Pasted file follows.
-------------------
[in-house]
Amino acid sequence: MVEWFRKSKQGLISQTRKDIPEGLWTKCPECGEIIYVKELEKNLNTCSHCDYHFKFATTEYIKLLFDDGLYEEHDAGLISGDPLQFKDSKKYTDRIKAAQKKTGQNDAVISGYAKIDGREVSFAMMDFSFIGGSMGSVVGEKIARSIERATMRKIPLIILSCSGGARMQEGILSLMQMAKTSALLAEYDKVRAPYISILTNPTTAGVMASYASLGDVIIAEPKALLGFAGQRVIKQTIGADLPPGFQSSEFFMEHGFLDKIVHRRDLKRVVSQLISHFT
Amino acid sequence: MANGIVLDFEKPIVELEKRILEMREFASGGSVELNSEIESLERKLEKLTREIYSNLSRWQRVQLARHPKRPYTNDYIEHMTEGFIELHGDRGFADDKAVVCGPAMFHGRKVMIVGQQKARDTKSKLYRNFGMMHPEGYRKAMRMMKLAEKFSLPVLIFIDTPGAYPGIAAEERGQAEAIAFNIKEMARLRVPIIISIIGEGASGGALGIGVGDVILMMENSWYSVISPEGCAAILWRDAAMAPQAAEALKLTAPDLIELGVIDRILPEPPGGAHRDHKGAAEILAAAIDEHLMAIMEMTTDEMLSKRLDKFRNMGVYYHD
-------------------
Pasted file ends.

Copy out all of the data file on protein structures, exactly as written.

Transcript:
[in-house]
Amino acid sequence: MVEWFRKSKQGLISQTRKDIPEGLWTKCPECGEIIYVKELEKNLNTCSHCDYHFKFATTEYIKLLFDDGLYEEHDAGLISGDPLQFKDSKKYTDRIKAAQKKTGQNDAVISGYAKIDGREVSFAMMDFSFIGGSMGSVVGEKIARSIERATMRKIPLIILSCSGGARMQEGILSLMQMAKTSALLAEYDKVRAPYISILTNPTTAGVMASYASLGDVIIAEPKALLGFAGQRVIKQTIGADLPPGFQSSEFFMEHGFLDKIVHRRDLKRVVSQLISHFT
Amino acid sequence: MANGIVLDFEKPIVELEKRILEMREFASGGSVELNSEIESLERKLEKLTREIYSNLSRWQRVQLARHPKRPYTNDYIEHMTEGFIELHGDRGFADDKAVVCGPAMFHGRKVMIVGQQKARDTKSKLYRNFGMMHPEGYRKAMRMMKLAEKFSLPVLIFIDTPGAYPGIAAEERGQAEAIAFNIKEMARLRVPIIISIIGEGASGGALGIGVGDVILMMENSWYSVISPEGCAAILWRDAAMAPQAAEALKLTAPDLIELGVIDRILPEPPGGAHRDHKGAAEILAAAIDEHLMAIMEMTTDEMLSKRLDKFRNMGVYYHD